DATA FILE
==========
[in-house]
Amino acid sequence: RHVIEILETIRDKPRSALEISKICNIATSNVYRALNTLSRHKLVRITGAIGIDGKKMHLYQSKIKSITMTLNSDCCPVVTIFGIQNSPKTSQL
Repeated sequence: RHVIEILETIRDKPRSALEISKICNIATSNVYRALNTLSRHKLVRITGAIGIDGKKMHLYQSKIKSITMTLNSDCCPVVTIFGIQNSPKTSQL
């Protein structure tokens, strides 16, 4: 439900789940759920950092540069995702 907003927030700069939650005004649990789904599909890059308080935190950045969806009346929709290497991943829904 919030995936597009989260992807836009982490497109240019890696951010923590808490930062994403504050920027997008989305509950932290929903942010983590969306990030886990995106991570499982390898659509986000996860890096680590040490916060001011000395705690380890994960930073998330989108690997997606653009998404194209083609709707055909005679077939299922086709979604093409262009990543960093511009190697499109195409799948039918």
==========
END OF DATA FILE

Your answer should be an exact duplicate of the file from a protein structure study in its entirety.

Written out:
[in-house]
Amino acid sequence: RHVIEILETIRDKPRSALEISKICNIATSNVYRALNTLSRHKLVRITGAIGIDGKKMHLYQSKIKSITMTLNSDCCPVVTIFGIQNSPKTSQL
Repeated sequence: RHVIEILETIRDKPRSALEISKICNIATSNVYRALNTLSRHKLVRITGAIGIDGKKMHLYQSKIKSITMTLNSDCCPVVTIFGIQNSPKTSQL
């Protein structure tokens, strides 16, 4: 439900789940759920950092540069995702 907003927030700069939650005004649990789904599909890059308080935190950045969806009346929709290497991943829904 919030995936597009989260992807836009982490497109240019890696951010923590808490930062994403504050920027997008989305509950932290929903942010983590969306990030886990995106991570499982390898659509986000996860890096680590040490916060001011000395705690380890994960930073998330989108690997997606653009998404194209083609709707055909005679077939299922086709979604093409262009990543960093511009190697499109195409799948039918």